She traces her interest to puppetry arts by watching as a child the performances of masters such as Dadi Pudumjee, whose work also is represented in the exhibition, and international puppet companies that passed through Delhi when she was a child. She also attended the puppet school at Dramatist Institutet at the University of Stockholm in Sweden.
Mr. Pudumjee is the founding member of The Ishana Puppet Theatre Trust in Delhi. He was the artistic director of India’s first modern puppet theater repertory company, the Sutradhar Puppet Theatre at Delhi’’s Sri Ram Centre for Art and Culture between 1980 and 1986. Since 2008, he has been the first non-European president of the world puppet body UNIMA — Union International de la Marionette.
Much as the traditional puppet shows inculcated social mores among the young, the Ishara Puppet Theatre Trust has provided awareness to marginalized youth of the misuse of drugs. It also provides training to youth to attain a livelihood and augment their level and education in cooperation with the Salaam Baalak Trust, a non-governmental organization that provides support services for for more than 3,500 street children and adolescents in Delhi.
Puppets also have been used in working with intellectually disabled youth and in programs focused on ecological issues, endangered species, income generation, sanitation, health and violence against women.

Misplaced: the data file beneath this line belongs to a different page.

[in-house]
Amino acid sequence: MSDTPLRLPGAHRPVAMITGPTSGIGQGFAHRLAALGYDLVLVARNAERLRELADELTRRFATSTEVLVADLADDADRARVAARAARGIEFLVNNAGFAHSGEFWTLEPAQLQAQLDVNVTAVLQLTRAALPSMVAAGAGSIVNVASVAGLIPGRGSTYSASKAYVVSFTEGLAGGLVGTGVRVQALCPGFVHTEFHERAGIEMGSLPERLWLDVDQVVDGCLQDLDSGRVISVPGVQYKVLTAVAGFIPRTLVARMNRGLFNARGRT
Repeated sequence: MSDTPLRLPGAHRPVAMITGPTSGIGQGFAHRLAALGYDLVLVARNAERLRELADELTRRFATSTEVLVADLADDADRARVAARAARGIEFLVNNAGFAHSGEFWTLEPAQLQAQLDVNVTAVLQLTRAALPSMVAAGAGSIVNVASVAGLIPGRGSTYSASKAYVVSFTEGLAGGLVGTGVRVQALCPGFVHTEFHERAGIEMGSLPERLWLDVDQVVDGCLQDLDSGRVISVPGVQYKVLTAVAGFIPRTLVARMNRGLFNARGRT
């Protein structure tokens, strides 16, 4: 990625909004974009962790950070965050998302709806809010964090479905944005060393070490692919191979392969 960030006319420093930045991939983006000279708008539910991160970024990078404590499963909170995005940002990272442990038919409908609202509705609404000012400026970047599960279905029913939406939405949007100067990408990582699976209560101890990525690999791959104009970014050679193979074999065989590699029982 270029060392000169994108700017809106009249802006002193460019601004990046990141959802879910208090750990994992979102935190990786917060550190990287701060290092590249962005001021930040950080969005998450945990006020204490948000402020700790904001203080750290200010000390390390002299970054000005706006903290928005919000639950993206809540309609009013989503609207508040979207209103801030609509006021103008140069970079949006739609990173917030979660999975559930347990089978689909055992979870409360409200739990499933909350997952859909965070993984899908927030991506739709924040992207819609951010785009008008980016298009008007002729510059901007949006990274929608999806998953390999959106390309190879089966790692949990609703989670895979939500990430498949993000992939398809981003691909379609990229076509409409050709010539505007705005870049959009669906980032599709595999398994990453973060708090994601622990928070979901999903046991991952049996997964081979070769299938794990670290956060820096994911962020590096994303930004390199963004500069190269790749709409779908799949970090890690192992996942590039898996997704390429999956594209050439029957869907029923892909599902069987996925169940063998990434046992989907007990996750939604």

Those who have passed through the program are the beneficiaries of learned skills such as making glove and string puppets, clay modeling, dialogue delivery, body language dance and various aspects of stage craft and musical skills.
The filmaker Shankajeet De, who first made a documentary of Mr. Pudimjee’s life, recently won India’s National Award for the Best Arts/Cultural Film, for his feature length documentary of the shadow puppetry form from the Odisha state located on India’s eastern border.
The shadow puppet form dates back to the 18th century. Based on episodes in poems by a local poet the flat puppets — figures of human, animals and even trees which are made generally from deer skin — are projected from the back of a curtain screen by oil lamps.
This form is known as “Ravan Chhaya,” and a performance may require as many as 700 puppets with several puppets used to depict a diversity of moods for individual characters. The puppets, which range from six inches to two feet in height, are attached to bamboo poles. Examples of the form are on display at the center’s exhibition.